“Listen if you want to be heard”

My headline is a quotation from Kevin Murray’s excellent new book “The Language of Leaders”. As the book was only released from embargo yesterday at a spectacular launch party in Uniever House, I guess I am probably the first to quote from it. I certainly won’t be the last. Kevin interviewed more than 60 CEOs and Chairs, and has distilled a rich blend of wisdom and advice.

The entreaty to listen is as important as it is sometimes (for many of us at least) difficult to do. I am reminded of my own weakness in this area as I read through the transcripts of the interviews I am doing for my own book on Decision Making. Several times I read “DW interrupting”, or “DW overtalking”!

How embarrassing it is to have one’s faults so graphically displayed. But that’s not important. What matters is that in our need to communicate, we often put our desire to get our point across ahead of the need to understand where everyone else is coming from.

Let’s return to that familiar aunt sally, the unproductive meeting. Think back to the last time you emerged from an hour’s or hour and a half’s worth of meeting frustrated that nothing was achieved, no decision taken. All that effort in juggling diaries to assemble the key stakeholders, and you and your colleagues are no further forward. I’ll bet there was at least a trace of all of the following:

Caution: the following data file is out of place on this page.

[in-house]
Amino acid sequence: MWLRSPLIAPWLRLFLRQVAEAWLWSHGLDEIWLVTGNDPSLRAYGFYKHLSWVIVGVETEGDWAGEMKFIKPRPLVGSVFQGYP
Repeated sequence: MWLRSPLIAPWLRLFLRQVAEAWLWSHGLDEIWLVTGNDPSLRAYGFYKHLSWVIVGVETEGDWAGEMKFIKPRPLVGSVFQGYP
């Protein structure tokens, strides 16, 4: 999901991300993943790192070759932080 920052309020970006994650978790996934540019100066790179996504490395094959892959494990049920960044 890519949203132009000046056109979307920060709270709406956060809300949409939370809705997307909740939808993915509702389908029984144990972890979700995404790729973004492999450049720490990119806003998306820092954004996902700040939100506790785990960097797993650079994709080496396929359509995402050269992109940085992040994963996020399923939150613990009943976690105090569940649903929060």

• Somebody important either failing to make it, or having to leave early
• The more dominant personalities doing the lion’s share of the talking
• 40 or 50% of people in the meeting making very little contribution (not talking – maybe not really listening either)
• The agenda not completed
• Main problem still not solved
• No decisions
• Time on the project running out

All this is crucial in today’s corporate environment where, as Kevin points out, leaders need to demonstrate speed and agility as well as consummate communication skills.

Is there an answer over and above persuading even the most loquacious and articulate to try and listen? That is certainly a big part of it. In his book Kevin quotes David Nussbaum, CEO of the WWF in the UK, as advocating listening with our eyes as well as our ears, to ensure we can read the body language of others.

This is very reminiscent to me of Professor Charles Spence’s emphasis on synaesthesia (using two or more of the senses at the same time), in his analysis of consumer decision making.

But behavioural change in adults (particularly corporate heavy hitters) is not easy to bring about. Equally important in redressing the balance between listening and being heard is ensuring that all decisions (including those determining how companies communicate in public) are made on the basis of the best data.

Best data has to include consideration of the views and recommendations of the quiet ones as well as the dominant ‘overtalkers’. These views can just as easily written down and read, as spoken and heard. Even metaphoric listening is far better than not listening at all.